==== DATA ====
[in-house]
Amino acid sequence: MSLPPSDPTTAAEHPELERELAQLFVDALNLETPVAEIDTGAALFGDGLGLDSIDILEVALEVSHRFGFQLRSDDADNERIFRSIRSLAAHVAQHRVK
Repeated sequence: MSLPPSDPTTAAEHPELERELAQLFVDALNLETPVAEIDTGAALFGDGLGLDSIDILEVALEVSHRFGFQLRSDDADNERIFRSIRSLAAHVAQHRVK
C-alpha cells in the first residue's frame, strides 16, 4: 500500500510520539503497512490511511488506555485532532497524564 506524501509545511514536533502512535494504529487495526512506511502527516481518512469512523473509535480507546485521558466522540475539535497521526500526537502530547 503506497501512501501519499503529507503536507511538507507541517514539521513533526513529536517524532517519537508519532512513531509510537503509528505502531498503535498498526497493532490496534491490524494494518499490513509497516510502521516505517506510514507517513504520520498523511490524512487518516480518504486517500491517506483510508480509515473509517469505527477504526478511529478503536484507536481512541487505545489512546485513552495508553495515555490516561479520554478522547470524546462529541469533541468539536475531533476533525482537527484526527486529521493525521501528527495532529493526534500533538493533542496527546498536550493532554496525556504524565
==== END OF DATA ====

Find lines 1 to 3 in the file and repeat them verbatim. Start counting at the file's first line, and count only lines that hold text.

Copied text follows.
[in-house]
Amino acid sequence: MSLPPSDPTTAAEHPELERELAQLFVDALNLETPVAEIDTGAALFGDGLGLDSIDILEVALEVSHRFGFQLRSDDADNERIFRSIRSLAAHVAQHRVK
Repeated sequence: MSLPPSDPTTAAEHPELERELAQLFVDALNLETPVAEIDTGAALFGDGLGLDSIDILEVALEVSHRFGFQLRSDDADNERIFRSIRSLAAHVAQHRVK